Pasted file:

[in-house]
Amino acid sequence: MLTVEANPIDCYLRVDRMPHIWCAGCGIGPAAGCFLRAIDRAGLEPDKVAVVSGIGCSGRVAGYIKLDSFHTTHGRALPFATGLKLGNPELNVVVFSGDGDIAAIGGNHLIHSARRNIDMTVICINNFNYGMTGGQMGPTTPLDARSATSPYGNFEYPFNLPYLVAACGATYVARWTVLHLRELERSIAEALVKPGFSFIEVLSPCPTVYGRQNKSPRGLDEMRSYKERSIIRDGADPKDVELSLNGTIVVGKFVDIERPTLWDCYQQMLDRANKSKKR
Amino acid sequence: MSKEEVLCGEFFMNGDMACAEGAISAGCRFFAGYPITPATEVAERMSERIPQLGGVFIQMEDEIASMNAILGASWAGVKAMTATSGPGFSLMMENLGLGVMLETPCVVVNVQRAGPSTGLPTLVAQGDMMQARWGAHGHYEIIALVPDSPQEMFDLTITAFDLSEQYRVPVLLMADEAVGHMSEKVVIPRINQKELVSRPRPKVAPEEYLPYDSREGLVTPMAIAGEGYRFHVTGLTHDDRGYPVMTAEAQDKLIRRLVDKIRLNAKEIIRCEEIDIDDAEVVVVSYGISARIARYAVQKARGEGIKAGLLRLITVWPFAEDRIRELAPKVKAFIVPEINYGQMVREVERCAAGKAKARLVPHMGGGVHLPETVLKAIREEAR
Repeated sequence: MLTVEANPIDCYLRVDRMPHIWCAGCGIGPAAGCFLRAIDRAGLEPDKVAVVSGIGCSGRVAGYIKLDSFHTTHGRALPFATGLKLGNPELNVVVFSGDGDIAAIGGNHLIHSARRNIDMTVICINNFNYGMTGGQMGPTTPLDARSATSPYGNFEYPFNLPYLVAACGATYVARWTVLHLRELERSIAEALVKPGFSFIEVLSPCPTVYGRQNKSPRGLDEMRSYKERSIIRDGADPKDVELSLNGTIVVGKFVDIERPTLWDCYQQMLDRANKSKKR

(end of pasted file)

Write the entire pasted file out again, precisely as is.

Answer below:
[in-house]
Amino acid sequence: MLTVEANPIDCYLRVDRMPHIWCAGCGIGPAAGCFLRAIDRAGLEPDKVAVVSGIGCSGRVAGYIKLDSFHTTHGRALPFATGLKLGNPELNVVVFSGDGDIAAIGGNHLIHSARRNIDMTVICINNFNYGMTGGQMGPTTPLDARSATSPYGNFEYPFNLPYLVAACGATYVARWTVLHLRELERSIAEALVKPGFSFIEVLSPCPTVYGRQNKSPRGLDEMRSYKERSIIRDGADPKDVELSLNGTIVVGKFVDIERPTLWDCYQQMLDRANKSKKR
Amino acid sequence: MSKEEVLCGEFFMNGDMACAEGAISAGCRFFAGYPITPATEVAERMSERIPQLGGVFIQMEDEIASMNAILGASWAGVKAMTATSGPGFSLMMENLGLGVMLETPCVVVNVQRAGPSTGLPTLVAQGDMMQARWGAHGHYEIIALVPDSPQEMFDLTITAFDLSEQYRVPVLLMADEAVGHMSEKVVIPRINQKELVSRPRPKVAPEEYLPYDSREGLVTPMAIAGEGYRFHVTGLTHDDRGYPVMTAEAQDKLIRRLVDKIRLNAKEIIRCEEIDIDDAEVVVVSYGISARIARYAVQKARGEGIKAGLLRLITVWPFAEDRIRELAPKVKAFIVPEINYGQMVREVERCAAGKAKARLVPHMGGGVHLPETVLKAIREEAR
Repeated sequence: MLTVEANPIDCYLRVDRMPHIWCAGCGIGPAAGCFLRAIDRAGLEPDKVAVVSGIGCSGRVAGYIKLDSFHTTHGRALPFATGLKLGNPELNVVVFSGDGDIAAIGGNHLIHSARRNIDMTVICINNFNYGMTGGQMGPTTPLDARSATSPYGNFEYPFNLPYLVAACGATYVARWTVLHLRELERSIAEALVKPGFSFIEVLSPCPTVYGRQNKSPRGLDEMRSYKERSIIRDGADPKDVELSLNGTIVVGKFVDIERPTLWDCYQQMLDRANKSKKR